Rahul and his family booked travel to India to visit relatives. Their flights and travel insurance were booked through a travel agent.
As Rahul and his family were driving to the airport they received a telephone call from their travel agent to say they had missed their flight. Rahul thought their flight was scheduled to depart at 1pm. In fact, the flight had already departed at 1am.
Rahul decided to rebook the airfares and they flew out the following day.
When Rahul returned to New Zealand he telephoned his travel insurance company and asked whether he could claim for the cost of the rebooked flights, approximately $9,800. Rahul said the insurance company’s telephone operator told him his claim would be covered as his policy covered ‘human error’.
The insurance company declined Rahul’s claim because there was no cover under the policy for additional costs incurred as a result of misreading a flight’s departure time. Further, there was no cover for ‘human error’.
Rahul complained to FSCL.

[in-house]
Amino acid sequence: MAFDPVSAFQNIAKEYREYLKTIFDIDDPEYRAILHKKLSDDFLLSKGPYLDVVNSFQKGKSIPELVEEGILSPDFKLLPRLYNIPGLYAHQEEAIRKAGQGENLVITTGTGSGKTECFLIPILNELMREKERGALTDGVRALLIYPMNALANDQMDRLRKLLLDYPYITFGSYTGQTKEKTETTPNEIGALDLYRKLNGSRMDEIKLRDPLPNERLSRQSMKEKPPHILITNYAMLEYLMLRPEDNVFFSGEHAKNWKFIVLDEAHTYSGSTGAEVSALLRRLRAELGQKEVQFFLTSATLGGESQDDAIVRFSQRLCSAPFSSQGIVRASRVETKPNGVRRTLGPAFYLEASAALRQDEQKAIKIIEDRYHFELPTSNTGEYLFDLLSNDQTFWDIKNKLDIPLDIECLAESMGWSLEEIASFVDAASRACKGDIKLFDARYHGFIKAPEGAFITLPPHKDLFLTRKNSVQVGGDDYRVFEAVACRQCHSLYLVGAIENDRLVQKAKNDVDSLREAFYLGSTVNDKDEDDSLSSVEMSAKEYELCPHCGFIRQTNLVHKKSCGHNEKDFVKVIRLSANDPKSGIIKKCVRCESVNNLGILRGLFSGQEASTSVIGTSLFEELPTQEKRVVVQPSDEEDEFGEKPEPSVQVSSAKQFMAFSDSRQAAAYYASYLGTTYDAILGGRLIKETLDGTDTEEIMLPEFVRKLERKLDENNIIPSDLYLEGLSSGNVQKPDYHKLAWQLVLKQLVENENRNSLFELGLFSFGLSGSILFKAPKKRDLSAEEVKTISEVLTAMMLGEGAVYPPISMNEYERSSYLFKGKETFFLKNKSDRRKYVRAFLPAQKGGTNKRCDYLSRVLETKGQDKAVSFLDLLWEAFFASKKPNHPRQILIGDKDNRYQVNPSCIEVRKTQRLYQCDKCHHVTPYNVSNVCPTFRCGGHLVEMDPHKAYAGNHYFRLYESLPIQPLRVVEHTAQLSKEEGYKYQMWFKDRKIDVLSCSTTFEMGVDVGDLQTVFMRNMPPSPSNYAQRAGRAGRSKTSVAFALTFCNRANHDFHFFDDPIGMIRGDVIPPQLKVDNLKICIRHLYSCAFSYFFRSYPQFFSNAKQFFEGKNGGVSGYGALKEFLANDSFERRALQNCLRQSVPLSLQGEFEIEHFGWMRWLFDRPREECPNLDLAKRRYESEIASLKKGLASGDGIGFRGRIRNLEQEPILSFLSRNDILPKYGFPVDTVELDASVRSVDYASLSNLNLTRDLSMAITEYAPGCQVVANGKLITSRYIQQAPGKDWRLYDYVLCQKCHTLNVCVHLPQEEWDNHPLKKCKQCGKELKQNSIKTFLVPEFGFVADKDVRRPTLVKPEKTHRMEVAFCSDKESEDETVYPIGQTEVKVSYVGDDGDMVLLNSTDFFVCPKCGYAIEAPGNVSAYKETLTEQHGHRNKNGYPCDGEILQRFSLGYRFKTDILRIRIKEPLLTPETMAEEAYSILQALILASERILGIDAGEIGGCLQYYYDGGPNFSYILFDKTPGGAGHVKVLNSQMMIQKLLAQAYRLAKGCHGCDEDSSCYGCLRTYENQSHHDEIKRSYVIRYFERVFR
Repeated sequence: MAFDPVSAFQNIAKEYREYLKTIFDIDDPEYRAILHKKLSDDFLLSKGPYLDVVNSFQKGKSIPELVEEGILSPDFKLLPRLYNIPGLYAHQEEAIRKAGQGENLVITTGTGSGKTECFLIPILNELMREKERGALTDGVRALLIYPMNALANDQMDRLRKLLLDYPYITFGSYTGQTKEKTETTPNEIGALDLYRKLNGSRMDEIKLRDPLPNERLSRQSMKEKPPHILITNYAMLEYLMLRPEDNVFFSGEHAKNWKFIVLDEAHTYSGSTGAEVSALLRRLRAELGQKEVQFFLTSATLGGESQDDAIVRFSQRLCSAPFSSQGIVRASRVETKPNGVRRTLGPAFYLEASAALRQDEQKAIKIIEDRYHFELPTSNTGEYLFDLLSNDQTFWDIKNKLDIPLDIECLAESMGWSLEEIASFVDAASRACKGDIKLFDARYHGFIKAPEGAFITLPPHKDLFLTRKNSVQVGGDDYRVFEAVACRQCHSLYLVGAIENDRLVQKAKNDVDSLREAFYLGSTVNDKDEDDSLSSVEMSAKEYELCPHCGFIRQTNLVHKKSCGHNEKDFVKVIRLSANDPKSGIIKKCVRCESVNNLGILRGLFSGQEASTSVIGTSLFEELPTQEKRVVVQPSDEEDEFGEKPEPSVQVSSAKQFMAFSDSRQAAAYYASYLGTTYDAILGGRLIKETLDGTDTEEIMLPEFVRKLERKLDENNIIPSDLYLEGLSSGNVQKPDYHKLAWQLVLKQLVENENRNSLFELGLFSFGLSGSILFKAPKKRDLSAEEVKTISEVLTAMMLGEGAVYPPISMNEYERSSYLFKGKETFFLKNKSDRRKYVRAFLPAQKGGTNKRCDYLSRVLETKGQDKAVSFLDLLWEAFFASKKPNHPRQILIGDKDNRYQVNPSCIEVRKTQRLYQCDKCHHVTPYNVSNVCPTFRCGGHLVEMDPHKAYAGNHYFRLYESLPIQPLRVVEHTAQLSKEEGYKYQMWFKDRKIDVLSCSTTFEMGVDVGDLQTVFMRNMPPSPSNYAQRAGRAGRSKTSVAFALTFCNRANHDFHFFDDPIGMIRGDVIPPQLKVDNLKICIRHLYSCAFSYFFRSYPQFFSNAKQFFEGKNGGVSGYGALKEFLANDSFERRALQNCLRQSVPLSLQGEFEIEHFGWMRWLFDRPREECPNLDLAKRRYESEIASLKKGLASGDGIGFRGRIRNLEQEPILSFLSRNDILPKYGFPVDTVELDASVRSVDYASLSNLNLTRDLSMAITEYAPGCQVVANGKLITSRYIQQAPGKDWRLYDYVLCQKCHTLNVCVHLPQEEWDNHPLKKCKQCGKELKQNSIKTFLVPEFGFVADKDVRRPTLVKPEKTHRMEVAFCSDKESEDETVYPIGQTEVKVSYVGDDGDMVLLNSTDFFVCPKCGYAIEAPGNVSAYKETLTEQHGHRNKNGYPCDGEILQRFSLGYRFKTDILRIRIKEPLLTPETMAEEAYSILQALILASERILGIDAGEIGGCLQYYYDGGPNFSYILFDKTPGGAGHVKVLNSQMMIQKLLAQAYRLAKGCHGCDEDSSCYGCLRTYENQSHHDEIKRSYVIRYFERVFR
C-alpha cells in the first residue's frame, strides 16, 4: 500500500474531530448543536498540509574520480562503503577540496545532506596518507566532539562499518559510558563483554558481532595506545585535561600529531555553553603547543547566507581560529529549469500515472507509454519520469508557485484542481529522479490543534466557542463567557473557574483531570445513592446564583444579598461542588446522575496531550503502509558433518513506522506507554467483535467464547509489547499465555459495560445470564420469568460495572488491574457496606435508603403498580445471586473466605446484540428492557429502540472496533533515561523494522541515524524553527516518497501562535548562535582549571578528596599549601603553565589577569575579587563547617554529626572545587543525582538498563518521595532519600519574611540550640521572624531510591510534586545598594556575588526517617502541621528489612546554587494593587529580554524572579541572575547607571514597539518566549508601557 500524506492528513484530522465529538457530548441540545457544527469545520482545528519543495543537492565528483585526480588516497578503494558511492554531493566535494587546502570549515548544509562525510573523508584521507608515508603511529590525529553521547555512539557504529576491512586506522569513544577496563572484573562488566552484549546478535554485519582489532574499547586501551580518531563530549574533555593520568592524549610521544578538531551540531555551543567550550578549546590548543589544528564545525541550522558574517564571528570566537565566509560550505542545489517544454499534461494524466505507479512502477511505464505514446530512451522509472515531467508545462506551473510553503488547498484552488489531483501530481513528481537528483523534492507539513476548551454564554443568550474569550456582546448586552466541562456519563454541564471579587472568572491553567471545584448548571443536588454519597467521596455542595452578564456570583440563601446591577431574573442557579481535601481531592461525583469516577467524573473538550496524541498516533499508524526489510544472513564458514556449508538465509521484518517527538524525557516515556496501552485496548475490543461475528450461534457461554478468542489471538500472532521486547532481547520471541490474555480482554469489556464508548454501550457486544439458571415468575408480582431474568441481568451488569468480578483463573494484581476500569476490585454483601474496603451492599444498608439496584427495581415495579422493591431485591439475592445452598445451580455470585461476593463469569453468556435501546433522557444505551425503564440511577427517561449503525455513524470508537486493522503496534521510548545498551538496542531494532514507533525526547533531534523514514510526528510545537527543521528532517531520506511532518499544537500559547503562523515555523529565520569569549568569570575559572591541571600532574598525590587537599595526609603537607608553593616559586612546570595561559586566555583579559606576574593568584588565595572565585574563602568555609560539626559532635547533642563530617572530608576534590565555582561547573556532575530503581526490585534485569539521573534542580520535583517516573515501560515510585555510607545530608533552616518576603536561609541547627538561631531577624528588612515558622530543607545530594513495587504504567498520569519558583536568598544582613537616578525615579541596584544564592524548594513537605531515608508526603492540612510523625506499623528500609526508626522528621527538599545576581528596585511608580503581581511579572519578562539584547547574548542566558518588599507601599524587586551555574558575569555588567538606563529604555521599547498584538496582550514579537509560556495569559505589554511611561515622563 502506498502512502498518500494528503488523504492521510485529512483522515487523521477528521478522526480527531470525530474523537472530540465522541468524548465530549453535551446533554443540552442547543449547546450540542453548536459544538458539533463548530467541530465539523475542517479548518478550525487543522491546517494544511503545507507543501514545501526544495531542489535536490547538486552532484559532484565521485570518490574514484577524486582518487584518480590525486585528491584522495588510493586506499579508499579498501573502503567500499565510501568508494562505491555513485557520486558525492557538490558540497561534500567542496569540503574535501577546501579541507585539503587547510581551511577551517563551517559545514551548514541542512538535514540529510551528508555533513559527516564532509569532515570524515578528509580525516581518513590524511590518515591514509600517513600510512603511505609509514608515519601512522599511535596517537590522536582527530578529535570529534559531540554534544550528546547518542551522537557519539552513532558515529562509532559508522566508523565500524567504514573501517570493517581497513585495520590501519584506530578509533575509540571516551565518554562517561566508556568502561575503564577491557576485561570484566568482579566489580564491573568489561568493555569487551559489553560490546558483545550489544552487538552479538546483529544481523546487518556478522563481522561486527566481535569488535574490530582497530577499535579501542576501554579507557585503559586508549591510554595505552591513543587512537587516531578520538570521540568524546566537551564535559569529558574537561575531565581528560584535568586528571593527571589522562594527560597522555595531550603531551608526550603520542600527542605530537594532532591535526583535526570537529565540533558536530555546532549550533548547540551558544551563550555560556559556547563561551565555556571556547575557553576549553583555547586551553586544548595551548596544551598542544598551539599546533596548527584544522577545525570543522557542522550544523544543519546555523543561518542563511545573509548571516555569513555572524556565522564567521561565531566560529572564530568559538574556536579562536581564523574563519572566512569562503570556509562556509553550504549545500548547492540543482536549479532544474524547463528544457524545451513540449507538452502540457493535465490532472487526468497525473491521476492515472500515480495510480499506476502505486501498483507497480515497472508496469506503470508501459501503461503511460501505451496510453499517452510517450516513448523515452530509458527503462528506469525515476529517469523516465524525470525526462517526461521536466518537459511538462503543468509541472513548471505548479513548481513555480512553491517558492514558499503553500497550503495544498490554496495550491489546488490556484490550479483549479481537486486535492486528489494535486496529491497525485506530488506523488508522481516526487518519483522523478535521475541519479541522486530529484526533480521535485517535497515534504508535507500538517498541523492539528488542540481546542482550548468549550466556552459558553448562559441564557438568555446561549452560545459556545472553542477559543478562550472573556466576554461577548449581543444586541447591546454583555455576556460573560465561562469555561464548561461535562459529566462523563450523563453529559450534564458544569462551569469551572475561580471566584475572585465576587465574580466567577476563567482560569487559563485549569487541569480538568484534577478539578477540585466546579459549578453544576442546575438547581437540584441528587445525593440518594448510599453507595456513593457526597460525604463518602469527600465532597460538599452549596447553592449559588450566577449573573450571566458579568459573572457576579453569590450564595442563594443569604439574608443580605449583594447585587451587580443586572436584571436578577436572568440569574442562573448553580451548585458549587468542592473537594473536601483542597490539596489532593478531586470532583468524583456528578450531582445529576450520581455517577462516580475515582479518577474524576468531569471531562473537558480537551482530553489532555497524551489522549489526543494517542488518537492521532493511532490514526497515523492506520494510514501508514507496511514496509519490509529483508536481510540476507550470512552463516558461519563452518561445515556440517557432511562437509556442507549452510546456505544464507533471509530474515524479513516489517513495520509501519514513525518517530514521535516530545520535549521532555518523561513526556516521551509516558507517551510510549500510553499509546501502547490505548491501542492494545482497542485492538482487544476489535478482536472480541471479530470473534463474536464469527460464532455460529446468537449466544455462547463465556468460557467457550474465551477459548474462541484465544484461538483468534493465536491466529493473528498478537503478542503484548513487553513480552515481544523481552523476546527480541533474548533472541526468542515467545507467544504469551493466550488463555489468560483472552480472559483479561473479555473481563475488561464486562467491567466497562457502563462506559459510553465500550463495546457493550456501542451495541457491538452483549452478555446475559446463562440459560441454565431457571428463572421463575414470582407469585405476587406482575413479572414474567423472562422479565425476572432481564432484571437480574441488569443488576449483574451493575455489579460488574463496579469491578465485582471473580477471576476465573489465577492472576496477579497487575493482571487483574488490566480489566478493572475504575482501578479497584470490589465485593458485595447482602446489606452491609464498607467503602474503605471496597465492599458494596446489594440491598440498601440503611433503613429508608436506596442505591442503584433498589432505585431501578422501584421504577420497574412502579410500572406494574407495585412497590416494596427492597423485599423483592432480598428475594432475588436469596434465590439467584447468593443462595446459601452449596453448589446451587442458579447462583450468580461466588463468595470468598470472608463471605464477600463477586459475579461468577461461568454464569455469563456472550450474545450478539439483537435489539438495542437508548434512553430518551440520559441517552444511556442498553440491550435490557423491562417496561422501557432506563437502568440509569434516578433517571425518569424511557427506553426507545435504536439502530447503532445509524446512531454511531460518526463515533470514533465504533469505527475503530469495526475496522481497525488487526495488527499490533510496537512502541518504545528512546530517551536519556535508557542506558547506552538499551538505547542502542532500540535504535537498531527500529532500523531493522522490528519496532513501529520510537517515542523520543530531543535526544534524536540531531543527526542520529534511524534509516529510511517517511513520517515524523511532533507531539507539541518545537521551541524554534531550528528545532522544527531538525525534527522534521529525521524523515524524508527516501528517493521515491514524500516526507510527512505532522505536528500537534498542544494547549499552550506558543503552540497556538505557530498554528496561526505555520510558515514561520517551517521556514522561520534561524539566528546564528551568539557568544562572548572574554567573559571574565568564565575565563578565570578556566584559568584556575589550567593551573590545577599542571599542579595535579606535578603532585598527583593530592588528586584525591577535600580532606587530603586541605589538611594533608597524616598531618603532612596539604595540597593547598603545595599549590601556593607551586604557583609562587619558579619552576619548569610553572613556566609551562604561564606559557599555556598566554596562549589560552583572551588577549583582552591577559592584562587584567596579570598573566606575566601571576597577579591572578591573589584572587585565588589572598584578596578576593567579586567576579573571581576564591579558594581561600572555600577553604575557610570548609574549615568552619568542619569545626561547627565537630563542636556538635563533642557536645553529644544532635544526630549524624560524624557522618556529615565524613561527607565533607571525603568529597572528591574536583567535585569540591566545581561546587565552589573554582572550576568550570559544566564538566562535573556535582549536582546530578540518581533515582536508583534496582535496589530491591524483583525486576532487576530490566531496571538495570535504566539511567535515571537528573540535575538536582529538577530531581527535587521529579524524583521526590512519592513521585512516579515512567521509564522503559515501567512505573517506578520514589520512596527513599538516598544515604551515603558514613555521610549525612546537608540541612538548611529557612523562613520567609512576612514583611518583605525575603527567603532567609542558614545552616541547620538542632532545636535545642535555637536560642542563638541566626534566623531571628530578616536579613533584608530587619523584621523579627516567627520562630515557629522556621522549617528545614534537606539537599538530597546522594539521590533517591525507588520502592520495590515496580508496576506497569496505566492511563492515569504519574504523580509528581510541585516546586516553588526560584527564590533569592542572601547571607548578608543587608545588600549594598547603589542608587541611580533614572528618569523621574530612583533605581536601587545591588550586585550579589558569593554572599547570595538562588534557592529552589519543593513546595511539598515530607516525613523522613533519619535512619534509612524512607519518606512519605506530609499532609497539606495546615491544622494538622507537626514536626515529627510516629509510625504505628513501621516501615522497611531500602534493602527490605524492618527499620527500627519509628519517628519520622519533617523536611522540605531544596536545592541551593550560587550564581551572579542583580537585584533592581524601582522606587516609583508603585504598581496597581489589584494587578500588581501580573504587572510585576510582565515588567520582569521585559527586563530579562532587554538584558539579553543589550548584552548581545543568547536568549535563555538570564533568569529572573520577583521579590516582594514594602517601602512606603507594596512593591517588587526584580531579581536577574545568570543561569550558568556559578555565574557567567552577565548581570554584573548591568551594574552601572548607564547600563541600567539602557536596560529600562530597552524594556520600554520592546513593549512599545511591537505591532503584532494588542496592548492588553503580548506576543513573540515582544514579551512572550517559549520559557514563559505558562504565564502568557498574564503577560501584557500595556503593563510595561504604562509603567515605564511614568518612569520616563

Although Rahul accepted there was no cover under the policy for his claim, he was unhappy he had been given incorrect information by the insurance company’s telephone operator. Rahul said had the insurance company correctly advised him that his claim would not be covered, he would not have bothered to submit a claim.
We listened to the recording of Rahul’s conversation with the insurance company. We sent a copy of this recording to Rahul.
In the telephone recording, Rahul told the insurance company they had missed their flights because his wife had a migraine at the time the flight was scheduled to depart. Rahul did not say anything to the operator about misreading the departure time. The insurance company’s operator told Rahul he should submit a claim but warned Rahul the exclusion for a pre-existing medical condition may apply in his circumstances if his wife had a history of migraines.
What was said during the telephone conversation was different from what Rahul had written on his claim form and his complaint to FSCL. We discussed the telephone conversation with Rahul. Rahul said there was another telephone recording which had not been located where he told the insurance company about misreading the departure time and where he was told there was cover for human error.
Before we had the opportunity to try to locate the second telephone call, Rahul decided to discontinue his complaint. Rahul said he felt he had wasted too much time on his claim already.
You don’t have cover if you miss your flight because you got the time wrong.